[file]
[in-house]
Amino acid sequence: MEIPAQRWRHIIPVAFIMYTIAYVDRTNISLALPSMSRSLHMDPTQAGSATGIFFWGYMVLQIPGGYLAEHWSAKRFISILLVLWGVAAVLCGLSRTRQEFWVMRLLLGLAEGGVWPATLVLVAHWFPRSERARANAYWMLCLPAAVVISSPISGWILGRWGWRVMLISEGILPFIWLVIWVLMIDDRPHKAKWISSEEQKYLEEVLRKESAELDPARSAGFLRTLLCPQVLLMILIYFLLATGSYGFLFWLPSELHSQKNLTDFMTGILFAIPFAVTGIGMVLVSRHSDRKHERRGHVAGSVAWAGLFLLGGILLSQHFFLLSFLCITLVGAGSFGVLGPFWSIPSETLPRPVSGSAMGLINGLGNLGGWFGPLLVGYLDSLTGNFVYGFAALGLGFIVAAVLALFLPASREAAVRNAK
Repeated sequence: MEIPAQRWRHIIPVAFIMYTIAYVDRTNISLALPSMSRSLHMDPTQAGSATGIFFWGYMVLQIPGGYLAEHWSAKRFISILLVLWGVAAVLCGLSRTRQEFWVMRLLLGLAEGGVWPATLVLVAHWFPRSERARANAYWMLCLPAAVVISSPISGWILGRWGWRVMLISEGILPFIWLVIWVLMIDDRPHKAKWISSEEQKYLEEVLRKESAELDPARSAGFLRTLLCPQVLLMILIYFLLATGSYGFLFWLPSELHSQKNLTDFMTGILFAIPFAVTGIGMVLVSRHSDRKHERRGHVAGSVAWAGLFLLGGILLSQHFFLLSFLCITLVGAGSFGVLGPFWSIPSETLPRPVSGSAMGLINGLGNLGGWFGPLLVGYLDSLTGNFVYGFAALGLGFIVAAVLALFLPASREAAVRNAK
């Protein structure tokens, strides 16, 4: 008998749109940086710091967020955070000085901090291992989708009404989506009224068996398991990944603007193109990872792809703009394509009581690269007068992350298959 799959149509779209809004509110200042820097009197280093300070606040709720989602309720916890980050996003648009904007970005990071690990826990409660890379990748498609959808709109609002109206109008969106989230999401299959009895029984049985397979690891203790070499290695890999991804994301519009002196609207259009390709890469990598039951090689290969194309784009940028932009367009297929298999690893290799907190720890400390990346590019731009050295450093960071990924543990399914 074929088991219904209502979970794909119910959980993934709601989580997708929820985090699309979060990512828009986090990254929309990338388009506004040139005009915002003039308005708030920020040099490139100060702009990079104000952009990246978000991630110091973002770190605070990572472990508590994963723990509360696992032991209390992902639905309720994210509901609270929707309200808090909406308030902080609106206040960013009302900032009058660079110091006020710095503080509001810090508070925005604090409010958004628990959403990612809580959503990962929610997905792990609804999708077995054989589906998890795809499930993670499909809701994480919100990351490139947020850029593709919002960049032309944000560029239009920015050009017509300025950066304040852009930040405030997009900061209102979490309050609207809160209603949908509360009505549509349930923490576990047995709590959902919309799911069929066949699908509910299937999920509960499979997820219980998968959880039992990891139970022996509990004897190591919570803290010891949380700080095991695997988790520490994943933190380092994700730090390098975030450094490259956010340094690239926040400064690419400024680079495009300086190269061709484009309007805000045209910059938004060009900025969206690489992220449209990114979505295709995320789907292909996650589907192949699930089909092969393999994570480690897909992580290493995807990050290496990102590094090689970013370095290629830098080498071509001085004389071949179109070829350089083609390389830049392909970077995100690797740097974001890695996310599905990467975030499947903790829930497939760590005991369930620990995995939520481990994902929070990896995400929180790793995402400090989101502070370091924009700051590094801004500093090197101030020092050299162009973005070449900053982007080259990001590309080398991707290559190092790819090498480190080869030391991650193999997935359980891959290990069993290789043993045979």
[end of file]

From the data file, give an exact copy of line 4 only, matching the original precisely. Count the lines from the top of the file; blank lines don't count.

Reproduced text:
């Protein structure tokens, strides 16, 4: 008998749109940086710091967020955070000085901090291992989708009404989506009224068996398991990944603007193109990872792809703009394509009581690269007068992350298959 799959149509779209809004509110200042820097009197280093300070606040709720989602309720916890980050996003648009904007970005990071690990826990409660890379990748498609959808709109609002109206109008969106989230999401299959009895029984049985397979690891203790070499290695890999991804994301519009002196609207259009390709890469990598039951090689290969194309784009940028932009367009297929298999690893290799907190720890400390990346590019731009050295450093960071990924543990399914 074929088991219904209502979970794909119910959980993934709601989580997708929820985090699309979060990512828009986090990254929309990338388009506004040139005009915002003039308005708030920020040099490139100060702009990079104000952009990246978000991630110091973002770190605070990572472990508590994963723990509360696992032991209390992902639905309720994210509901609270929707309200808090909406308030902080609106206040960013009302900032009058660079110091006020710095503080509001810090508070925005604090409010958004628990959403990612809580959503990962929610997905792990609804999708077995054989589906998890795809499930993670499909809701994480919100990351490139947020850029593709919002960049032309944000560029239009920015050009017509300025950066304040852009930040405030997009900061209102979490309050609207809160209603949908509360009505549509349930923490576990047995709590959902919309799911069929066949699908509910299937999920509960499979997820219980998968959880039992990891139970022996509990004897190591919570803290010891949380700080095991695997988790520490994943933190380092994700730090390098975030450094490259956010340094690239926040400064690419400024680079495009300086190269061709484009309007805000045209910059938004060009900025969206690489992220449209990114979505295709995320789907292909996650589907192949699930089909092969393999994570480690897909992580290493995807990050290496990102590094090689970013370095290629830098080498071509001085004389071949179109070829350089083609390389830049392909970077995100690797740097974001890695996310599905990467975030499947903790829930497939760590005991369930620990995995939520481990994902929070990896995400929180790793995402400090989101502070370091924009700051590094801004500093090197101030020092050299162009973005070449900053982007080259990001590309080398991707290559190092790819090498480190080869030391991650193999997935359980891959290990069993290789043993045979």